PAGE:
• 95.
    Di Garbo, Francesca
    et al.
    Stockholm University, Faculty of Humanities, Department of Linguistics, General Linguistics.
    Olsson, BrunoWälchli, BernhardStockholm University, Faculty of Humanities, Department of Linguistics, General Linguistics.
    Grammatical gender and linguistic complexity: Volume I: General issues and specific studies2019Collection (editor) (Refereed)
    Abstract [en]

    The many facets of grammatical gender remain one of the most fruitful areas of linguistic research, and pose fascinating questions about the origins and development of complexity in language. The present work is a two-volume collection of 13 chapters on the topic of grammatical gender seen through the prism of linguistic complexity. The contributions discuss what counts as complex and/or simple in grammatical gender systems, whether the distribution of gender systems across the world’s languages relates to the language ecology and social history of speech communities. Contributors demonstrate how the complexity of gender systems can be studied synchronically, both in individual languages and over large cross-linguistic samples, and diachronically, by exploring how gender systems change over time. In addition to three chapters on the theoretical foundations of gender complexity, volume one contains six chapters on grammatical gender and complexity in individual languages and language families of Africa, New Guinea, and South Asia.

    This volume is complemented by volume two, which consists of three chapters providing diachronic and typological case studies, followed by a final chapter discussing old and new theoretical and empirical challenges in the study of the dynamics of gender complexity.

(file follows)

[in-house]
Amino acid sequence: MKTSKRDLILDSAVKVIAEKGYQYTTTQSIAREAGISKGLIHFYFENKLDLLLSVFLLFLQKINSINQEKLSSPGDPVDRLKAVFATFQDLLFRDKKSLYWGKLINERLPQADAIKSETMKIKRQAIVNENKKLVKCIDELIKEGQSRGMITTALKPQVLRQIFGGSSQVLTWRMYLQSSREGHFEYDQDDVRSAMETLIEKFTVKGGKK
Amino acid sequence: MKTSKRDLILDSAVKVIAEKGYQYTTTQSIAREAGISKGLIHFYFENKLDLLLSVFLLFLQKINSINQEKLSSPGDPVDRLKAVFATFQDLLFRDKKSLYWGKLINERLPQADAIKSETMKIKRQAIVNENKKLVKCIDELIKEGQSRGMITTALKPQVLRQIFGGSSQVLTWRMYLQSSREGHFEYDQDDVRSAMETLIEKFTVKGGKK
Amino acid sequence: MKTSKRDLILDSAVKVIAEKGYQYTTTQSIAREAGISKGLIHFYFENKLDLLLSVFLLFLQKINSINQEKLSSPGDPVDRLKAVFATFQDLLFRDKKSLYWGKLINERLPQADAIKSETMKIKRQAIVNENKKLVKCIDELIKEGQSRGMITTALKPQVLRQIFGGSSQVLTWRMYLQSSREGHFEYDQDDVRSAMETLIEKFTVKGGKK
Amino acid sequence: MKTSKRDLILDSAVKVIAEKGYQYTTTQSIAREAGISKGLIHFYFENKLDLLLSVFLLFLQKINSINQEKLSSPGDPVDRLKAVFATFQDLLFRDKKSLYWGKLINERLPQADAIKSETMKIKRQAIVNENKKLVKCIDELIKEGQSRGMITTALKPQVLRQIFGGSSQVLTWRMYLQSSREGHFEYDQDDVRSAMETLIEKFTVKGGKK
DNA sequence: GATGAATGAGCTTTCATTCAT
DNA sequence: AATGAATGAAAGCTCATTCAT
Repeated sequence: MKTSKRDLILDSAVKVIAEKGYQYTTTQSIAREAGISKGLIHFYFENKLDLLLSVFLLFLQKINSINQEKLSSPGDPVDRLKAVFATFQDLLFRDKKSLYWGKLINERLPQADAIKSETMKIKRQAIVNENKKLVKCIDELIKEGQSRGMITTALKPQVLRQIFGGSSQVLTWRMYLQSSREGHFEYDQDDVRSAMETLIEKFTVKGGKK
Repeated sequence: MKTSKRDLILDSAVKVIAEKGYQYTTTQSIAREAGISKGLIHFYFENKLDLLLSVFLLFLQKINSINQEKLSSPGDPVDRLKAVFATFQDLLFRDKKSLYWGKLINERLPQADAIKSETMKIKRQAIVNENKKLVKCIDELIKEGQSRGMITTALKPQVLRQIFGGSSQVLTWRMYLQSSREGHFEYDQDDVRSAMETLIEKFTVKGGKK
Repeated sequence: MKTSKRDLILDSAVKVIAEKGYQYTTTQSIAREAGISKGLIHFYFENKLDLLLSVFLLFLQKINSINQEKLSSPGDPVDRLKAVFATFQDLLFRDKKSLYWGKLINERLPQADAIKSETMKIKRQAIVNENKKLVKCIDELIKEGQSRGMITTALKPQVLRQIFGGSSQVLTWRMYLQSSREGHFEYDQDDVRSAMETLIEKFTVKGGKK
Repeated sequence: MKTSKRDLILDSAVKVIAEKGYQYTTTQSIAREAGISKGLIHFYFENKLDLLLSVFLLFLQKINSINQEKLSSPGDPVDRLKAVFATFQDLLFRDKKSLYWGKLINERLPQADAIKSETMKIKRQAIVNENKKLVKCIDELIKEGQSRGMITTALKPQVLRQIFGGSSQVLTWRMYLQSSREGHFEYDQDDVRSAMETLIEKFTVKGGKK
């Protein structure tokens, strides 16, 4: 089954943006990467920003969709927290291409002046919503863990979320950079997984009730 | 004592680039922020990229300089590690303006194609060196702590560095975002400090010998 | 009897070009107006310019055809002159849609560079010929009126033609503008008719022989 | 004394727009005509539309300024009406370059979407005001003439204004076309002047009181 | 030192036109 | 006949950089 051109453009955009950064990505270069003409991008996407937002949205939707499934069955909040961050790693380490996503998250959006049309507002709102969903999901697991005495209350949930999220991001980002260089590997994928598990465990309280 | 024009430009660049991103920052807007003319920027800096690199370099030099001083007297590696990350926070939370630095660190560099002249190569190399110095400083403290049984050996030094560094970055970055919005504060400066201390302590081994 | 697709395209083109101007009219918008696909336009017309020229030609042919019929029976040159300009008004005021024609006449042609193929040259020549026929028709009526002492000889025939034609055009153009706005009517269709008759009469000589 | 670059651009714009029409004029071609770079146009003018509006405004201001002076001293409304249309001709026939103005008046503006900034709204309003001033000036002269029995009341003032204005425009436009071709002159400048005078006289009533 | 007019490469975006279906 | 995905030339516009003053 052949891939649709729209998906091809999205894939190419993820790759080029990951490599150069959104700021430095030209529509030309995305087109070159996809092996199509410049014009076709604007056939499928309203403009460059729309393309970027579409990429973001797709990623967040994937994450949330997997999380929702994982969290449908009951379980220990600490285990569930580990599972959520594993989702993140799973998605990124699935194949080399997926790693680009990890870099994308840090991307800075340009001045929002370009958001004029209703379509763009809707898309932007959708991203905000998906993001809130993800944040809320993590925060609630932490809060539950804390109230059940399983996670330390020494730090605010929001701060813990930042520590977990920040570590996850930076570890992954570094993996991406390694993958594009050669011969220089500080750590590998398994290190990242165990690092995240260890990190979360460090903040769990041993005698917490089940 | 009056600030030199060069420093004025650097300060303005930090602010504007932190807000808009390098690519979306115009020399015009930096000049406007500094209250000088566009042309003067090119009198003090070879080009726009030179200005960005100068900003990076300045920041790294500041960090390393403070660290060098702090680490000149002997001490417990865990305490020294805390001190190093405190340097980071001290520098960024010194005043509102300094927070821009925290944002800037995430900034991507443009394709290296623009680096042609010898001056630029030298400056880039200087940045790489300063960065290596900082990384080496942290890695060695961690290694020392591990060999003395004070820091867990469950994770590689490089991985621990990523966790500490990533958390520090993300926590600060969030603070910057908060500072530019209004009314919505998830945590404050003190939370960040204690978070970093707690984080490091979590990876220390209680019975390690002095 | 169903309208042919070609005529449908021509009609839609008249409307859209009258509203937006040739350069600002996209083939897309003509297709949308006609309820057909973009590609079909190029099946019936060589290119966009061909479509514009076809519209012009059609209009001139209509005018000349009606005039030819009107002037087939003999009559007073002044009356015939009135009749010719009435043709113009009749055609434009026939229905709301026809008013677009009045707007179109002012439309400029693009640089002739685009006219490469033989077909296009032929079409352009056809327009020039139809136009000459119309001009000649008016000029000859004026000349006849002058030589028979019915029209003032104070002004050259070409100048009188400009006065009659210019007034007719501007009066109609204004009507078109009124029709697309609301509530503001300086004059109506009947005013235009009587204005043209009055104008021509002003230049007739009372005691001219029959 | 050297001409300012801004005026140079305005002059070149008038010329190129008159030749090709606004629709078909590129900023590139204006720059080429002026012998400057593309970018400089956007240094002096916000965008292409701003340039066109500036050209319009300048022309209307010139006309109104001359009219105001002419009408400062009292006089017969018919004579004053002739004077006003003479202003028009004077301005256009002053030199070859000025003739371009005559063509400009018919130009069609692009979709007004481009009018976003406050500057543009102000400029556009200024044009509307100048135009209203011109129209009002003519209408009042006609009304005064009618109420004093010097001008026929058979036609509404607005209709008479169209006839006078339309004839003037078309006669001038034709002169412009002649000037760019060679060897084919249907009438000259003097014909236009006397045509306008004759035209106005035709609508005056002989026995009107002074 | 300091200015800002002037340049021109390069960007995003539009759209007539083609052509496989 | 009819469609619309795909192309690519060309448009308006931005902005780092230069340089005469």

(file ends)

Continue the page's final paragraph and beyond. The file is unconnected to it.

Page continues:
• 96.
    Di Garbo, Francesca
    et al.
    Stockholm University, Faculty of Humanities, Department of Linguistics, General Linguistics.
    Olsson, BrunoWälchli, BernhardStockholm University, Faculty of Humanities, Department of Linguistics, General Linguistics.
    Grammatical gender and linguistic complexity: Volume II: World-wide comparative studies2019Collection (editor) (Refereed)
    Abstract [en]

    The many facets of grammatical gender remain one of the most fruitful areas of linguistic research, and pose fascinating questions about the origins and development of complexity in language. The present work is a two-volume collection of 13 chapters on the topic of grammatical gender seen through the prism of linguistic complexity. The contributions discuss what counts as complex and/or simple in grammatical gender systems, whether the distribution of gender systems across the world’s languages relates to the language ecology and social history of speech communities. Contributors demonstrate how the complexity of gender systems can be studied synchronically, both in individual languages and over large cross-linguistic samples, and diachronically, by exploring how gender systems change over time. Volume two consists of three chapters providing diachronic and typological case studies, followed by a final chapter discussing old and new theoretical and empirical challenges in the study of the dynamics of gender complexity.

    This volume is preceded by volume one, which, in addition to three chapters on the theoretical foundations of gender complexity, contains six chapters on grammatical gender and complexity in individual languages and language families of Africa, New Guinea, and South Asia.

  • 97.
    Di Garbo, Francesca
    et al.
    Stockholm University, Faculty of Humanities, Department of Linguistics, General Linguistics.
    Olsson, Bruno
    Wälchli, Bernhard
    Stockholm University, Faculty of Humanities, Department of Linguistics, General Linguistics.
    Introduction2019In: Grammatical gender and linguistic complexity: Volume I: General issues and specific studies / [ed] Francesca Di Garbo, Bruno Olsson, Bernhard Wälchli, Berlin: Language Science Press, 2019, p. 1-13Chapter in book (Other academic)
    Abstract [en]

    This chapter introduces the two volumes Grammatical gender and linguistic complexity I: General issues and specific studies and Grammatical gender and linguistic complexity II: World-wide comparative studies.

  • 98.
    Dicle, Ramazan